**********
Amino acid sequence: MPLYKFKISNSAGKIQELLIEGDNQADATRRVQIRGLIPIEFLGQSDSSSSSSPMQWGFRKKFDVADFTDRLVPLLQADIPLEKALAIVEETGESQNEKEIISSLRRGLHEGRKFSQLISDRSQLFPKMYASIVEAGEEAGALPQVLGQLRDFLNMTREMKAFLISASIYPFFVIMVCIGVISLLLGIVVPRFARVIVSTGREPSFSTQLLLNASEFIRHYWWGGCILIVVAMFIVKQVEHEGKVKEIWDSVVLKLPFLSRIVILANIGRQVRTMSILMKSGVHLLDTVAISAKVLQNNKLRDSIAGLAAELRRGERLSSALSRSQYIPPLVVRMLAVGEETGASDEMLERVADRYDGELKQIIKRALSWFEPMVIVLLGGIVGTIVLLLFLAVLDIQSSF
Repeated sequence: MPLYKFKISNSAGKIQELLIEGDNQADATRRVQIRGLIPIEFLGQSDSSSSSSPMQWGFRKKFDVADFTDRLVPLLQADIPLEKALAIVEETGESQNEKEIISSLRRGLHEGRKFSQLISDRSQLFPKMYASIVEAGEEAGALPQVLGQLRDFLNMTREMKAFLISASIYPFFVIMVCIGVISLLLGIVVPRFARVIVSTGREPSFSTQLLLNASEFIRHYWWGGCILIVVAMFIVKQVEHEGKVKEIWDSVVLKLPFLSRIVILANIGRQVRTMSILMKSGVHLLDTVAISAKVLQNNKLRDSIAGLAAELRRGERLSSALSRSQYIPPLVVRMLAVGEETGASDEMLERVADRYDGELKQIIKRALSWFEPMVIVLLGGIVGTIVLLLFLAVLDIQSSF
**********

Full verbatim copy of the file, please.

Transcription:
Amino acid sequence: MPLYKFKISNSAGKIQELLIEGDNQADATRRVQIRGLIPIEFLGQSDSSSSSSPMQWGFRKKFDVADFTDRLVPLLQADIPLEKALAIVEETGESQNEKEIISSLRRGLHEGRKFSQLISDRSQLFPKMYASIVEAGEEAGALPQVLGQLRDFLNMTREMKAFLISASIYPFFVIMVCIGVISLLLGIVVPRFARVIVSTGREPSFSTQLLLNASEFIRHYWWGGCILIVVAMFIVKQVEHEGKVKEIWDSVVLKLPFLSRIVILANIGRQVRTMSILMKSGVHLLDTVAISAKVLQNNKLRDSIAGLAAELRRGERLSSALSRSQYIPPLVVRMLAVGEETGASDEMLERVADRYDGELKQIIKRALSWFEPMVIVLLGGIVGTIVLLLFLAVLDIQSSF
Repeated sequence: MPLYKFKISNSAGKIQELLIEGDNQADATRRVQIRGLIPIEFLGQSDSSSSSSPMQWGFRKKFDVADFTDRLVPLLQADIPLEKALAIVEETGESQNEKEIISSLRRGLHEGRKFSQLISDRSQLFPKMYASIVEAGEEAGALPQVLGQLRDFLNMTREMKAFLISASIYPFFVIMVCIGVISLLLGIVVPRFARVIVSTGREPSFSTQLLLNASEFIRHYWWGGCILIVVAMFIVKQVEHEGKVKEIWDSVVLKLPFLSRIVILANIGRQVRTMSILMKSGVHLLDTVAISAKVLQNNKLRDSIAGLAAELRRGERLSSALSRSQYIPPLVVRMLAVGEETGASDEMLERVADRYDGELKQIIKRALSWFEPMVIVLLGGIVGTIVLLLFLAVLDIQSSF